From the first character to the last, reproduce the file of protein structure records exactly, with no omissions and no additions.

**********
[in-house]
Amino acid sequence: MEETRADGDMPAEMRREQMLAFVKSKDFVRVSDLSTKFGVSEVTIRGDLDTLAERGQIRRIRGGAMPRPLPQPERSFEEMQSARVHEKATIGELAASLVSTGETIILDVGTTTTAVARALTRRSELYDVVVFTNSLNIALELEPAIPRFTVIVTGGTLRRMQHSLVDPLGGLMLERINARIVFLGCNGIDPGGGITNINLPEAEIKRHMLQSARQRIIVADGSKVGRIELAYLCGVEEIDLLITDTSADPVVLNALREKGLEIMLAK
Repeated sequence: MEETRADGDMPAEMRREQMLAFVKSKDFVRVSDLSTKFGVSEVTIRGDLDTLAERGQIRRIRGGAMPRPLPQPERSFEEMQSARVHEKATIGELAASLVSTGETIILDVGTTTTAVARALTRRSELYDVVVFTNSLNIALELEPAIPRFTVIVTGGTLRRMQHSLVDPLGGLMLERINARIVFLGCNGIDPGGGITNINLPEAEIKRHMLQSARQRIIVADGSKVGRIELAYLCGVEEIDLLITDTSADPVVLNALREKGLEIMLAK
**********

[in-house]
Amino acid sequence: MEETRADGDMPAEMRREQMLAFVKSKDFVRVSDLSTKFGVSEVTIRGDLDTLAERGQIRRIRGGAMPRPLPQPERSFEEMQSARVHEKATIGELAASLVSTGETIILDVGTTTTAVARALTRRSELYDVVVFTNSLNIALELEPAIPRFTVIVTGGTLRRMQHSLVDPLGGLMLERINARIVFLGCNGIDPGGGITNINLPEAEIKRHMLQSARQRIIVADGSKVGRIELAYLCGVEEIDLLITDTSADPVVLNALREKGLEIMLAK
Repeated sequence: MEETRADGDMPAEMRREQMLAFVKSKDFVRVSDLSTKFGVSEVTIRGDLDTLAERGQIRRIRGGAMPRPLPQPERSFEEMQSARVHEKATIGELAASLVSTGETIILDVGTTTTAVARALTRRSELYDVVVFTNSLNIALELEPAIPRFTVIVTGGTLRRMQHSLVDPLGGLMLERINARIVFLGCNGIDPGGGITNINLPEAEIKRHMLQSARQRIIVADGSKVGRIELAYLCGVEEIDLLITDTSADPVVLNALREKGLEIMLAK